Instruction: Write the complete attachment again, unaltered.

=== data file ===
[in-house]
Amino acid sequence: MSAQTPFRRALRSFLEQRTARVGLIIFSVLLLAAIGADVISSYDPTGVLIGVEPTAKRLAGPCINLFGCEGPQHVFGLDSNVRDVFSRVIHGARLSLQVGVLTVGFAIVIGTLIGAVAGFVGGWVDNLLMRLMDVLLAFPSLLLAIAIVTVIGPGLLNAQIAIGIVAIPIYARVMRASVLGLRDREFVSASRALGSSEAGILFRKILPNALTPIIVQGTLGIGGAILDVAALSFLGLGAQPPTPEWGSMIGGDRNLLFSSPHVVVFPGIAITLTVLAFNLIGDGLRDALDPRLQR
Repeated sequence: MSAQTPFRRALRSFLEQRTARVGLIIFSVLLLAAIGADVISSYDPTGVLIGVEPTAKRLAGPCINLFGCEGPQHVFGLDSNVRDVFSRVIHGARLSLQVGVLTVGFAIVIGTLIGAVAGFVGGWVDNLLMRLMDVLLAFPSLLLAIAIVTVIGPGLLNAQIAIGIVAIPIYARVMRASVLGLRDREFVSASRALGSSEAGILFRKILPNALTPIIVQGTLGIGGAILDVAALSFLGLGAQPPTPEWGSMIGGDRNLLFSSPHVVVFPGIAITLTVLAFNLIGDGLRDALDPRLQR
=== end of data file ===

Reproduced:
[in-house]
Amino acid sequence: MSAQTPFRRALRSFLEQRTARVGLIIFSVLLLAAIGADVISSYDPTGVLIGVEPTAKRLAGPCINLFGCEGPQHVFGLDSNVRDVFSRVIHGARLSLQVGVLTVGFAIVIGTLIGAVAGFVGGWVDNLLMRLMDVLLAFPSLLLAIAIVTVIGPGLLNAQIAIGIVAIPIYARVMRASVLGLRDREFVSASRALGSSEAGILFRKILPNALTPIIVQGTLGIGGAILDVAALSFLGLGAQPPTPEWGSMIGGDRNLLFSSPHVVVFPGIAITLTVLAFNLIGDGLRDALDPRLQR
Repeated sequence: MSAQTPFRRALRSFLEQRTARVGLIIFSVLLLAAIGADVISSYDPTGVLIGVEPTAKRLAGPCINLFGCEGPQHVFGLDSNVRDVFSRVIHGARLSLQVGVLTVGFAIVIGTLIGAVAGFVGGWVDNLLMRLMDVLLAFPSLLLAIAIVTVIGPGLLNAQIAIGIVAIPIYARVMRASVLGLRDREFVSASRALGSSEAGILFRKILPNALTPIIVQGTLGIGGAILDVAALSFLGLGAQPPTPEWGSMIGGDRNLLFSSPHVVVFPGIAITLTVLAFNLIGDGLRDALDPRLQR